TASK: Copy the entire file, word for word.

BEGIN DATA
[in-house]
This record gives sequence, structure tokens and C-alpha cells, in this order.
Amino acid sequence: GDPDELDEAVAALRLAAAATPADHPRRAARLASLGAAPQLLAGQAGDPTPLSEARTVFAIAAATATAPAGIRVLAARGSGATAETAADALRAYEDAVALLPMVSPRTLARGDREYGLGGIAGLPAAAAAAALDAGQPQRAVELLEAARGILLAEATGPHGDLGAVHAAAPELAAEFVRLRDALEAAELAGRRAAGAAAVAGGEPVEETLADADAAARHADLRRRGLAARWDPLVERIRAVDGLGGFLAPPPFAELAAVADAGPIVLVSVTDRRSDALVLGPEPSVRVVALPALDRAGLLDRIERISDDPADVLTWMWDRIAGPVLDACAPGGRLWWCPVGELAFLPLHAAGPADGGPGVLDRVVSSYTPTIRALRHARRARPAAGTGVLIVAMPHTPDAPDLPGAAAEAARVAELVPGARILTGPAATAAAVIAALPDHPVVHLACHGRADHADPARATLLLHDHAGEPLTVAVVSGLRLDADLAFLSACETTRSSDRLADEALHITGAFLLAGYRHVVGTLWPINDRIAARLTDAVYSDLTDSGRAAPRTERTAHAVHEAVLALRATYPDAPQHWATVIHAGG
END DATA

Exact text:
[in-house]
This record gives sequence, structure tokens and C-alpha cells, in this order.
Amino acid sequence: GDPDELDEAVAALRLAAAATPADHPRRAARLASLGAAPQLLAGQAGDPTPLSEARTVFAIAAATATAPAGIRVLAARGSGATAETAADALRAYEDAVALLPMVSPRTLARGDREYGLGGIAGLPAAAAAAALDAGQPQRAVELLEAARGILLAEATGPHGDLGAVHAAAPELAAEFVRLRDALEAAELAGRRAAGAAAVAGGEPVEETLADADAAARHADLRRRGLAARWDPLVERIRAVDGLGGFLAPPPFAELAAVADAGPIVLVSVTDRRSDALVLGPEPSVRVVALPALDRAGLLDRIERISDDPADVLTWMWDRIAGPVLDACAPGGRLWWCPVGELAFLPLHAAGPADGGPGVLDRVVSSYTPTIRALRHARRARPAAGTGVLIVAMPHTPDAPDLPGAAAEAARVAELVPGARILTGPAATAAAVIAALPDHPVVHLACHGRADHADPARATLLLHDHAGEPLTVAVVSGLRLDADLAFLSACETTRSSDRLADEALHITGAFLLAGYRHVVGTLWPINDRIAARLTDAVYSDLTDSGRAAPRTERTAHAVHEAVLALRATYPDAPQHWATVIHAGG